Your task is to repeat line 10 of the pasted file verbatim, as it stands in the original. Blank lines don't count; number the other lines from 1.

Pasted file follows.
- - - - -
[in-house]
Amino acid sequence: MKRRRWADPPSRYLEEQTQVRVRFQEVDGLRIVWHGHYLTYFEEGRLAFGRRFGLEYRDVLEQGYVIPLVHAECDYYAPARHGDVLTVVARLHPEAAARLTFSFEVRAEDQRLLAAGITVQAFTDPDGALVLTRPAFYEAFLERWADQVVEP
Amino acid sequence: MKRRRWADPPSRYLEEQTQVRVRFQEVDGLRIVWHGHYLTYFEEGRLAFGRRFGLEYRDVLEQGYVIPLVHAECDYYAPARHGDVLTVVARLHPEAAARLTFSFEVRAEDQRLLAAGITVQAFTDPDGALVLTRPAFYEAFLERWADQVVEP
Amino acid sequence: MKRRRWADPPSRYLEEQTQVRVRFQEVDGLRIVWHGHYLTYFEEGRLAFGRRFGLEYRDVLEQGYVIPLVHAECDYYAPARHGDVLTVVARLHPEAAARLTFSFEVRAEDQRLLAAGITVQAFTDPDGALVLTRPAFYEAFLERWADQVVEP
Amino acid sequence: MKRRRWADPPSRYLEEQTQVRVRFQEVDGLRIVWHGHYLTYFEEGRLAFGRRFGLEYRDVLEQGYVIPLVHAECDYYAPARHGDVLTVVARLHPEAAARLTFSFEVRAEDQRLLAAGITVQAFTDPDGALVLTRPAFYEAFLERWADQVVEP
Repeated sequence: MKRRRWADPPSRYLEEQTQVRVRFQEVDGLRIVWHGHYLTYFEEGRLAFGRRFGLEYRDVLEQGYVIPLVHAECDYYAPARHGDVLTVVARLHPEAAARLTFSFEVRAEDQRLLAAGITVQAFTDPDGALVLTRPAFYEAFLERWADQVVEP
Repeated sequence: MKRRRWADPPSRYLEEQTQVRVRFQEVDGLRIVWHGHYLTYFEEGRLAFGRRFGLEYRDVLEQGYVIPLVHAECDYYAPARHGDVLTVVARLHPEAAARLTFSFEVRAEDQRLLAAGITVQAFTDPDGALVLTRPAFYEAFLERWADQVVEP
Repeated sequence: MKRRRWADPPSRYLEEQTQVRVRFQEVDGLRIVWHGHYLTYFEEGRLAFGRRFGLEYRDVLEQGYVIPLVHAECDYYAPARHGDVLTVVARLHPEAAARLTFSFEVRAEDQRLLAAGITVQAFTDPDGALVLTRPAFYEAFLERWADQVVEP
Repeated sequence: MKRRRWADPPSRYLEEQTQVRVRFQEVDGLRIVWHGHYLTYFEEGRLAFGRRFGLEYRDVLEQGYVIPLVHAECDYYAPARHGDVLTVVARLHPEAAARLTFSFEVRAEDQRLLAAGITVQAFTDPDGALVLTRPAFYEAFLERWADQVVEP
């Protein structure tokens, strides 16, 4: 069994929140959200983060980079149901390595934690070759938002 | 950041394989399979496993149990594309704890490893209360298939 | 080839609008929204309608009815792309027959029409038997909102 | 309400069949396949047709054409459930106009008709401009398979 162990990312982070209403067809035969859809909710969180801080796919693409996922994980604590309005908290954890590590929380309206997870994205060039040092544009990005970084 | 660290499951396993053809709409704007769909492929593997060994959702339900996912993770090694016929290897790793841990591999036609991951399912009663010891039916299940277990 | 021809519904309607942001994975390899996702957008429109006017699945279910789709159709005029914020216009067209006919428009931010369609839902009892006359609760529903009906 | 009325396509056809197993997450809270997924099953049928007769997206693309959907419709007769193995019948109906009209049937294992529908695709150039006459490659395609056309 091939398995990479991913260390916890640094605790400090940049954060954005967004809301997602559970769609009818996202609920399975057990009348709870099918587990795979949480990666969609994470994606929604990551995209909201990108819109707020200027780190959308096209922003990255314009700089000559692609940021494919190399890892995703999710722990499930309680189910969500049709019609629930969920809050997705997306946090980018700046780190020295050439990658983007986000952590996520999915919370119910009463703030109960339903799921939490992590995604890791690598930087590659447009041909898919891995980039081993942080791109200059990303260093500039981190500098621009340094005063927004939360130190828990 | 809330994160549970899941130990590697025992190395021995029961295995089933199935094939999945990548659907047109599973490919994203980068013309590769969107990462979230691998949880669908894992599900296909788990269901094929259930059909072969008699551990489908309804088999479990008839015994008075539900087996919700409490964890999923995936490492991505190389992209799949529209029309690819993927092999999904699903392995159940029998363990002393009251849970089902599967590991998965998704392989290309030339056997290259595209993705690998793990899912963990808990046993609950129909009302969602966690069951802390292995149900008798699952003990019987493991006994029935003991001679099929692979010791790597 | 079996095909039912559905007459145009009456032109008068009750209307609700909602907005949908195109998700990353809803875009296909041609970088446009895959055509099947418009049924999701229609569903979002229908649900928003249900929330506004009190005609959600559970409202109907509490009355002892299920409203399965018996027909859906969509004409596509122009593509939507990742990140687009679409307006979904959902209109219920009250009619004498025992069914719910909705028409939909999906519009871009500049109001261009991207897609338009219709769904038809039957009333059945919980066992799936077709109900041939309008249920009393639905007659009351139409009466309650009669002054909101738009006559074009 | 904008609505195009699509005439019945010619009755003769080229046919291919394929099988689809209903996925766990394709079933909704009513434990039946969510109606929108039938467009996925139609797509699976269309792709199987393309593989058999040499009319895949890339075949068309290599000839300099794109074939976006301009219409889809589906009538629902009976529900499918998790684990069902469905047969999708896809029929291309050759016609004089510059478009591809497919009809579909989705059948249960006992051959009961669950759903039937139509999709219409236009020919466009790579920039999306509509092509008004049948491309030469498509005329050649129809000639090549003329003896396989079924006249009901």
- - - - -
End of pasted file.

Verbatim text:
């Protein structure tokens, strides 16, 4: 069994929140959200983060980079149901390595934690070759938002 | 950041394989399979496993149990594309704890490893209360298939 | 080839609008929204309608009815792309027959029409038997909102 | 309400069949396949047709054409459930106009008709401009398979 162990990312982070209403067809035969859809909710969180801080796919693409996922994980604590309005908290954890590590929380309206997870994205060039040092544009990005970084 | 660290499951396993053809709409704007769909492929593997060994959702339900996912993770090694016929290897790793841990591999036609991951399912009663010891039916299940277990 | 021809519904309607942001994975390899996702957008429109006017699945279910789709159709005029914020216009067209006919428009931010369609839902009892006359609760529903009906 | 009325396509056809197993997450809270997924099953049928007769997206693309959907419709007769193995019948109906009209049937294992529908695709150039006459490659395609056309 091939398995990479991913260390916890640094605790400090940049954060954005967004809301997602559970769609009818996202609920399975057990009348709870099918587990795979949480990666969609994470994606929604990551995209909201990108819109707020200027780190959308096209922003990255314009700089000559692609940021494919190399890892995703999710722990499930309680189910969500049709019609629930969920809050997705997306946090980018700046780190020295050439990658983007986000952590996520999915919370119910009463703030109960339903799921939490992590995604890791690598930087590659447009041909898919891995980039081993942080791109200059990303260093500039981190500098621009340094005063927004939360130190828990 | 809330994160549970899941130990590697025992190395021995029961295995089933199935094939999945990548659907047109599973490919994203980068013309590769969107990462979230691998949880669908894992599900296909788990269901094929259930059909072969008699551990489908309804088999479990008839015994008075539900087996919700409490964890999923995936490492991505190389992209799949529209029309690819993927092999999904699903392995159940029998363990002393009251849970089902599967590991998965998704392989290309030339056997290259595209993705690998793990899912963990808990046993609950129909009302969602966690069951802390292995149900008798699952003990019987493991006994029935003991001679099929692979010791790597 | 079996095909039912559905007459145009009456032109008068009750209307609700909602907005949908195109998700990353809803875009296909041609970088446009895959055509099947418009049924999701229609569903979002229908649900928003249900929330506004009190005609959600559970409202109907509490009355002892299920409203399965018996027909859906969509004409596509122009593509939507990742990140687009679409307006979904959902209109219920009250009619004498025992069914719910909705028409939909999906519009871009500049109001261009991207897609338009219709769904038809039957009333059945919980066992799936077709109900041939309008249920009393639905007659009351139409009466309650009669002054909101738009006559074009 | 904008609505195009699509005439019945010619009755003769080229046919291919394929099988689809209903996925766990394709079933909704009513434990039946969510109606929108039938467009996925139609797509699976269309792709199987393309593989058999040499009319895949890339075949068309290599000839300099794109074939976006301009219409889809589906009538629902009976529900499918998790684990069902469905047969999708896809029929291309050759016609004089510059478009591809497919009809579909989705059948249960006992051959009961669950759903039937139509999709219409236009020919466009790579920039999306509509092509008004049948491309030469498509005329050649129809000639090549003329003896396989079924006249009901």